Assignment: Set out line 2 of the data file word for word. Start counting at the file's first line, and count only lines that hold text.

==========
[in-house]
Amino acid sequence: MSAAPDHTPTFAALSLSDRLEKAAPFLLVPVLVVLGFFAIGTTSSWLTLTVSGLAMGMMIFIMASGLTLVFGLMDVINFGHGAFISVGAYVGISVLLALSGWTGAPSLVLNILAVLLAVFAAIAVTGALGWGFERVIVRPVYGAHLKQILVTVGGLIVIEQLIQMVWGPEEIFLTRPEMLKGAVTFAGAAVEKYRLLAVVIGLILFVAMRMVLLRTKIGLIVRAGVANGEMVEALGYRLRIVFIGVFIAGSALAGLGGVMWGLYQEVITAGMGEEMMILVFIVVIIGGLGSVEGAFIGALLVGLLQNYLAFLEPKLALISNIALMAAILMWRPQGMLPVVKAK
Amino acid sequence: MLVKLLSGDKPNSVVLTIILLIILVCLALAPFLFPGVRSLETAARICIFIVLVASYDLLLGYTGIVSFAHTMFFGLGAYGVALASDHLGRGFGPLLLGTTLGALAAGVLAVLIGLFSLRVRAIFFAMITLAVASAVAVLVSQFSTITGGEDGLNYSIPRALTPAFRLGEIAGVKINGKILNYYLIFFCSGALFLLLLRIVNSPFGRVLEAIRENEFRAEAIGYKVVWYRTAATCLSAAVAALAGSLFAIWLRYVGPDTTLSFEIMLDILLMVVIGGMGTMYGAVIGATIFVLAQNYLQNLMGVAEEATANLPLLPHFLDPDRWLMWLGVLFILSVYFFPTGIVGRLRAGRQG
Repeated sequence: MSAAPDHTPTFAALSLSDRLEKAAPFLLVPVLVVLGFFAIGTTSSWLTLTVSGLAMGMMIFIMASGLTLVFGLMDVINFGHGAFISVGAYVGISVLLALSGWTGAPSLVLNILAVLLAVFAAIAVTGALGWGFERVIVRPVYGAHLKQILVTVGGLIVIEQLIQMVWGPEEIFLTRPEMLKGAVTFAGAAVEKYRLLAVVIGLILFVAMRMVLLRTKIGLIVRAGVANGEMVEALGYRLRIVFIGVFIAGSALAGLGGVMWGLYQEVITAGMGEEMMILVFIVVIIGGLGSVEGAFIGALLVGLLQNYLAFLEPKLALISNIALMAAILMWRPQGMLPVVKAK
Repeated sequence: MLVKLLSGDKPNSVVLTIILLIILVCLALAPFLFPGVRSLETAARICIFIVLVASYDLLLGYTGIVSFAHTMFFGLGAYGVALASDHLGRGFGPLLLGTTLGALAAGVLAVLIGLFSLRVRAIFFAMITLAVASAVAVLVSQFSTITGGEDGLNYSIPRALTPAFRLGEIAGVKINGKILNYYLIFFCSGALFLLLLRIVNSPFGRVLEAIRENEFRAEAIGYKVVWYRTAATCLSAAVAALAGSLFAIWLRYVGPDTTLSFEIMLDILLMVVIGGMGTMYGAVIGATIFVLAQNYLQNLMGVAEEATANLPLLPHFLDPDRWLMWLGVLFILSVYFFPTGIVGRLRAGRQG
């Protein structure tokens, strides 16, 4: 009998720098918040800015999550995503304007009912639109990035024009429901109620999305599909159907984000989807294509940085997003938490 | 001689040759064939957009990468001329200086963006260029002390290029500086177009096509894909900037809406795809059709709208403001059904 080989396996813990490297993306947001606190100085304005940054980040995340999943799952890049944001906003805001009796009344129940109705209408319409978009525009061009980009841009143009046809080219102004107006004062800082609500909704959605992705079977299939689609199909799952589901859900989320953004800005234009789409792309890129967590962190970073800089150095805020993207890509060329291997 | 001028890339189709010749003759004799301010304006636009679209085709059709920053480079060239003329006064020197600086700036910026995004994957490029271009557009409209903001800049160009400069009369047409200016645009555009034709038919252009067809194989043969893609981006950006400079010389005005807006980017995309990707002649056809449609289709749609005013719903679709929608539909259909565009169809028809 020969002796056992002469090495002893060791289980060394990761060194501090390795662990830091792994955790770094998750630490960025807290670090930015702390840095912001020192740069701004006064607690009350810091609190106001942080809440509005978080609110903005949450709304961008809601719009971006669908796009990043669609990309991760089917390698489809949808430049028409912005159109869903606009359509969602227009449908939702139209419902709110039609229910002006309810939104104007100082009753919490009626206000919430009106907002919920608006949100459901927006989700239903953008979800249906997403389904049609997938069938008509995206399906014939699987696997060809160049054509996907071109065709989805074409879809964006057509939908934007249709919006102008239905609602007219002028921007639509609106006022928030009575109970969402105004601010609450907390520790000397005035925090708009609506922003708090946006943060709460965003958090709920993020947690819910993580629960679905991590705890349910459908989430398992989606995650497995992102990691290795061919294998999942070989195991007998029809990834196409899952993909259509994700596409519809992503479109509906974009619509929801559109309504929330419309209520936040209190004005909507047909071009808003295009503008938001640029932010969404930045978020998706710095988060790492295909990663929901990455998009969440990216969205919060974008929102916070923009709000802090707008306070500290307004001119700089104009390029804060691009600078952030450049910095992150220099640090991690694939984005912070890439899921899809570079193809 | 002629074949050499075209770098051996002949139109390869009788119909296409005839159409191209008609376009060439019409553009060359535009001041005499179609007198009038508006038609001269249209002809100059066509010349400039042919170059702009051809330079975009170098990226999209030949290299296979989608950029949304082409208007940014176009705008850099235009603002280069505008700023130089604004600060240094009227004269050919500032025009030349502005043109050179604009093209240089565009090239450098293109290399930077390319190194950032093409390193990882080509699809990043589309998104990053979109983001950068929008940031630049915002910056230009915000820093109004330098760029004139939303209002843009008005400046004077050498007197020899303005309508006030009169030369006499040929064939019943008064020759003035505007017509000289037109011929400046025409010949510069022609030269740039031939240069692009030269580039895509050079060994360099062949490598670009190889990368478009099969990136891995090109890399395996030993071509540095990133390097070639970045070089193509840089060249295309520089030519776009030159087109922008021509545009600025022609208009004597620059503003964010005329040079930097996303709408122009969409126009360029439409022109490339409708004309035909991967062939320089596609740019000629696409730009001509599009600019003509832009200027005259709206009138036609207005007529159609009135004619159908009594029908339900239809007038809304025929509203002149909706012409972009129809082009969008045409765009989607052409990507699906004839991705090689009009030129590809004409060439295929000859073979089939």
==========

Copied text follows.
Amino acid sequence: MSAAPDHTPTFAALSLSDRLEKAAPFLLVPVLVVLGFFAIGTTSSWLTLTVSGLAMGMMIFIMASGLTLVFGLMDVINFGHGAFISVGAYVGISVLLALSGWTGAPSLVLNILAVLLAVFAAIAVTGALGWGFERVIVRPVYGAHLKQILVTVGGLIVIEQLIQMVWGPEEIFLTRPEMLKGAVTFAGAAVEKYRLLAVVIGLILFVAMRMVLLRTKIGLIVRAGVANGEMVEALGYRLRIVFIGVFIAGSALAGLGGVMWGLYQEVITAGMGEEMMILVFIVVIIGGLGSVEGAFIGALLVGLLQNYLAFLEPKLALISNIALMAAILMWRPQGMLPVVKAK